The history of Halloween goes back more than 2,000 years. The earliest celebrations of Halloween were
among the Celtic people who lived in the areas which are now Great Britain and Northern France.
The Celts were people who worshiped the beauty of nature. They worshiped a Sun God and believed that
without him, they would not live. They also worshipped Samhain who was the lord of the dead and of the
cold, dark winter season. They believed that on October 31 Samhain would call together all
of the dead and these souls would take on the shape of an animal. They believed that all creatures
wandered the Earth on that night. This was called the Vigil of Samhain.
The Druids, which were the priests of the Celtic people, would build fires on the hilltops in belief that
the large fires would help to strengthen the Sun God, and give him power enough to overcome the lord of
darkness so that the sun season could continue. They believed that the fires were sacred, therefore they
burned dried crops and sacrificed animals to help strengthen the Sun God. At midnight they stop worshipping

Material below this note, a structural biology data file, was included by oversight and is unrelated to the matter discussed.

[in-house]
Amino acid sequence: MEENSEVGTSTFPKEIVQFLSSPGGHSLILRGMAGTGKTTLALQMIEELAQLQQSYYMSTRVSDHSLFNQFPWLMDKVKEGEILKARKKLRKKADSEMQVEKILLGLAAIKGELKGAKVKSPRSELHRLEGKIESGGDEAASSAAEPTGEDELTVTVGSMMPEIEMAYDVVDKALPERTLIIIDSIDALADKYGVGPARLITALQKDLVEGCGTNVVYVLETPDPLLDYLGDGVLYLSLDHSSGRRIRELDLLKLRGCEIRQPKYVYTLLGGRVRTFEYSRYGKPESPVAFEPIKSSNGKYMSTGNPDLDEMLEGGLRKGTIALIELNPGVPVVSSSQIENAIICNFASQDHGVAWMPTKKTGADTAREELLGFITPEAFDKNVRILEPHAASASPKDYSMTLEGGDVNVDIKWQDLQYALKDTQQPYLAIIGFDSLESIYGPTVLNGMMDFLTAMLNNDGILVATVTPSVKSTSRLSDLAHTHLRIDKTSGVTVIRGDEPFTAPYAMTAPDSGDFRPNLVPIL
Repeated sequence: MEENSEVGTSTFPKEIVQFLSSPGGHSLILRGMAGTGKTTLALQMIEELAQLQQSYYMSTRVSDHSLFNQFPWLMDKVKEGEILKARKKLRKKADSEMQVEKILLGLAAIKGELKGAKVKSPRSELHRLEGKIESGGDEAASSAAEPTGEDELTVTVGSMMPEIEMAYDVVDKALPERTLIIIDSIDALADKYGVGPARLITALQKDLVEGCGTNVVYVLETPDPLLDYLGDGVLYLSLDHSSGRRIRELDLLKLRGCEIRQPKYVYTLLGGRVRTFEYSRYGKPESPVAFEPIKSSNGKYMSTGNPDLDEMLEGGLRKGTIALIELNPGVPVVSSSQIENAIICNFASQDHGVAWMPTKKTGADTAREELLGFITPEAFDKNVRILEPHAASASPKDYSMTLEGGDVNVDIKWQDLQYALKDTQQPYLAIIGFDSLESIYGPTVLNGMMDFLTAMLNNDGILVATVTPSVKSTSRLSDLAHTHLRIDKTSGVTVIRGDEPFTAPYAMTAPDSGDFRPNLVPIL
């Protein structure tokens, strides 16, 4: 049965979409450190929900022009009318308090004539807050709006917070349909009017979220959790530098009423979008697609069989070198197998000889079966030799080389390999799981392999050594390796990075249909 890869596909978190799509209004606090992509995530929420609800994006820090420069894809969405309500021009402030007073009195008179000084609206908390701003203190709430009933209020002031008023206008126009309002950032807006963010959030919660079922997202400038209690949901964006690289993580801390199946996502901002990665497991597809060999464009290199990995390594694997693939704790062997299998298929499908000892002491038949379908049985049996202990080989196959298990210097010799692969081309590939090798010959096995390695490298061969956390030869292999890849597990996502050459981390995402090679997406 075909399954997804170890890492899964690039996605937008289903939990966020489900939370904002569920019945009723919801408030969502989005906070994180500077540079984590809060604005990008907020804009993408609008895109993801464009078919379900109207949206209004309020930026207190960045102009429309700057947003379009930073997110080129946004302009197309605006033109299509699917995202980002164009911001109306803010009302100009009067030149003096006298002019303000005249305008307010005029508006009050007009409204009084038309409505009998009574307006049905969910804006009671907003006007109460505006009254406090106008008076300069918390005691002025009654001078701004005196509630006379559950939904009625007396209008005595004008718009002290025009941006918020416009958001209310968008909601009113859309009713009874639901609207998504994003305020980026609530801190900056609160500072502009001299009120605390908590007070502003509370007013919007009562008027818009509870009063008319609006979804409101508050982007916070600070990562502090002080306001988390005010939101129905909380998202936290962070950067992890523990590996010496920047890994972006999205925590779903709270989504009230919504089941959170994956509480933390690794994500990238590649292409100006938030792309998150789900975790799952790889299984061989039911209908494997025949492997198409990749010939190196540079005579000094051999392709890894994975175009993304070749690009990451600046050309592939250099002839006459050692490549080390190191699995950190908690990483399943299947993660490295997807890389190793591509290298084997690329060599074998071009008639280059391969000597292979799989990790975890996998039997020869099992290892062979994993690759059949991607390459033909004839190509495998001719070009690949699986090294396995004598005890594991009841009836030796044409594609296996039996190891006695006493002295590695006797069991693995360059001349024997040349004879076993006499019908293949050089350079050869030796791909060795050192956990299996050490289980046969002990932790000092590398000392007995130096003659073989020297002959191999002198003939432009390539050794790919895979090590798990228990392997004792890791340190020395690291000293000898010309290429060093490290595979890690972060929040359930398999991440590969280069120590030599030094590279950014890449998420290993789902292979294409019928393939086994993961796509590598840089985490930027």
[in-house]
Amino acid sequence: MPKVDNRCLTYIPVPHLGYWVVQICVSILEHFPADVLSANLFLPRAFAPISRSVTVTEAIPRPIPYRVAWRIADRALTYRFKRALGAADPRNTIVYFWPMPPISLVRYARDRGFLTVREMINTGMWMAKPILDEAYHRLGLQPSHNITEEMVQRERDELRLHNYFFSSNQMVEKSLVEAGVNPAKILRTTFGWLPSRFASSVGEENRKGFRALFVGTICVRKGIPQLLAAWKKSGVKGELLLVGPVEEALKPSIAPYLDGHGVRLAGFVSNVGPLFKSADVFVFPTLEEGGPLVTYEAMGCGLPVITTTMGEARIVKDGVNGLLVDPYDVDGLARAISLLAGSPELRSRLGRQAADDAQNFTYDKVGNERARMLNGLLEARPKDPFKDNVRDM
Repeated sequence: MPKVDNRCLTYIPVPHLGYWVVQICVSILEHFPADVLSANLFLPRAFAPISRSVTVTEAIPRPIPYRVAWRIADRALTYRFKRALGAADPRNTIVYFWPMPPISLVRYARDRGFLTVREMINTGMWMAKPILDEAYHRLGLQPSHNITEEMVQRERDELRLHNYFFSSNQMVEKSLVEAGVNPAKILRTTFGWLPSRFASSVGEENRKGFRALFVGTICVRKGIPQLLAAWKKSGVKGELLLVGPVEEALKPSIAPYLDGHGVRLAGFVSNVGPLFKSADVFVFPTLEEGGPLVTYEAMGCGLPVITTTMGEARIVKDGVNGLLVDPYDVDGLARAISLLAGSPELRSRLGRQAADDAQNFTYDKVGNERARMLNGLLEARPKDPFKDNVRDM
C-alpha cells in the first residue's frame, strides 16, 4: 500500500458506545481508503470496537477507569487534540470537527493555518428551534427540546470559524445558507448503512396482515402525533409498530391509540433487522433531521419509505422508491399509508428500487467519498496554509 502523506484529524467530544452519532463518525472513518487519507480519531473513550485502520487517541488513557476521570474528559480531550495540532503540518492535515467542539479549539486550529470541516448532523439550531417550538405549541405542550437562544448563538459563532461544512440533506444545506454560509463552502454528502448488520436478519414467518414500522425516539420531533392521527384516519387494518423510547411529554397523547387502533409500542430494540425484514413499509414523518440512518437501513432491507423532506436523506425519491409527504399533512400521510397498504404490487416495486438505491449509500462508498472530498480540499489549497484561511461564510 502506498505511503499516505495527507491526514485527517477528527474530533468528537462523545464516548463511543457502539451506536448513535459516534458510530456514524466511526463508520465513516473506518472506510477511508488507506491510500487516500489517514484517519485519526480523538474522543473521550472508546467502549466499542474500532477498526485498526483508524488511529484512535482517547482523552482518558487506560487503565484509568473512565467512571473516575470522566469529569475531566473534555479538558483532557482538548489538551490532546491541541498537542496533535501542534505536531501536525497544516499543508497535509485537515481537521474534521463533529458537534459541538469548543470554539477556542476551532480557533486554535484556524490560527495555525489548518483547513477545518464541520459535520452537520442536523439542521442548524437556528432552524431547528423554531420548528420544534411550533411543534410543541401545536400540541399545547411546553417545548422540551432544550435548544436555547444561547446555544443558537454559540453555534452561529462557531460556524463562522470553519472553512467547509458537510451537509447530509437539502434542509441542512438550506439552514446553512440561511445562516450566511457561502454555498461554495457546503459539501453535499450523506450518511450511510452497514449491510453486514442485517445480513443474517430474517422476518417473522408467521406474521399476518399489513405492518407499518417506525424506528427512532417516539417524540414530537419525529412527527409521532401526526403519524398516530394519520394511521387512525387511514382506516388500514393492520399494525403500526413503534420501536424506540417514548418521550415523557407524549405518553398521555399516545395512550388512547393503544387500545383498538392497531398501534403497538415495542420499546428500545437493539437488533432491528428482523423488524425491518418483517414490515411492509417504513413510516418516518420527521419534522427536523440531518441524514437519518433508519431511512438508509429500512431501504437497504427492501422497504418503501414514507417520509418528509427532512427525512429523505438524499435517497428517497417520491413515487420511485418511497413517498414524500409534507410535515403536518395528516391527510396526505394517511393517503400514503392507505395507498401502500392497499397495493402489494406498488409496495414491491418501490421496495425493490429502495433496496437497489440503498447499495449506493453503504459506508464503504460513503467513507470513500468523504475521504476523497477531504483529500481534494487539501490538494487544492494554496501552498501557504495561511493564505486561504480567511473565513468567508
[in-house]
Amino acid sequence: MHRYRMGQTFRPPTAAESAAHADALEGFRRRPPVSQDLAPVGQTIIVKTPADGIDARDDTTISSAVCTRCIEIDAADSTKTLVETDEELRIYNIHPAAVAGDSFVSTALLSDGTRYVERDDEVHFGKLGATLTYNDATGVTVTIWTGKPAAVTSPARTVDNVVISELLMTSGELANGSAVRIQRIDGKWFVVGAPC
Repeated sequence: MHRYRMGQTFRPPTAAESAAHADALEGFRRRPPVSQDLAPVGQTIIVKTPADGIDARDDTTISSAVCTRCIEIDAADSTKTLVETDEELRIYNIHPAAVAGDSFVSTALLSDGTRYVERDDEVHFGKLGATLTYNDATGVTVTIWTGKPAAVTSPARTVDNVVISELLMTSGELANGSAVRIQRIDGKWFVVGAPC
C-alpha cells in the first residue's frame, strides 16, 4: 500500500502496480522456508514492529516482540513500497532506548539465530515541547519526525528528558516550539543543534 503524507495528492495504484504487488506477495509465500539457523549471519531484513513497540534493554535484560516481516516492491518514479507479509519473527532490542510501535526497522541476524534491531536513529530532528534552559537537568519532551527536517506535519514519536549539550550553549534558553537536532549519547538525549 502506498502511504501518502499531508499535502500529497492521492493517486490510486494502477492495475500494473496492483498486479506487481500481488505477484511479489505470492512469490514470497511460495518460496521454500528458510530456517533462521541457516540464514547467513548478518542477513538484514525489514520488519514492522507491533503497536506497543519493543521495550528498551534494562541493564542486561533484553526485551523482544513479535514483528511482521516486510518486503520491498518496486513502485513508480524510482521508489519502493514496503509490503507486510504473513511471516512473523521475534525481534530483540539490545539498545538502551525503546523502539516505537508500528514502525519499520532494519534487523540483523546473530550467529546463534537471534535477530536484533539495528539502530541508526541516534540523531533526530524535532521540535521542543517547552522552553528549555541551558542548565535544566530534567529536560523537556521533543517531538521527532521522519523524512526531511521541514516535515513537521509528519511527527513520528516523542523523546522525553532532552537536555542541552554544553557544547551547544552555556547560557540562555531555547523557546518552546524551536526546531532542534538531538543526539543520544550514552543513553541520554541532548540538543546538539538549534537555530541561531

the Sun God and start to worship Samhain because he will be the ruler for the next six months. This is
the starting of the new year. They perform ceremonies through the night to ask the spirits to tell the future
of the upcoming year. In the morning each household receives an ember from the fire, this ember is used to start fires in
their own homes with the belief that it will ward off evil spirits in the new year.
The Celts continued with their ceremonies until they were conquered by the Roman Catholics. The Roman Catholics brought with
them their own customs and traditions. They had established All Saints Day or All Hallows Day on November 1. This was a day
in which all saints who did not have their own declared holiday were honored. The church had hoped that by establishing this
holiday, it would do away with the Vigil of Samhain and the other ceremonies and celebrations held on October 31 through November 1.
But this was not so. Soon witchcraft came about, and October 31 was renamed Night of the Witch. It was believed that the devil and
all of his followers (demons, witches) would come out on this night to perform unholy acts to make a mockery of the All Hallows
Day celebration. These ceremonies and celebrations continued and October 31 was then called All Hallows Even. It was a night for
superstitious beliefs and mystery. Through the years the name was shortened to Hallowe'en and then to Halloween.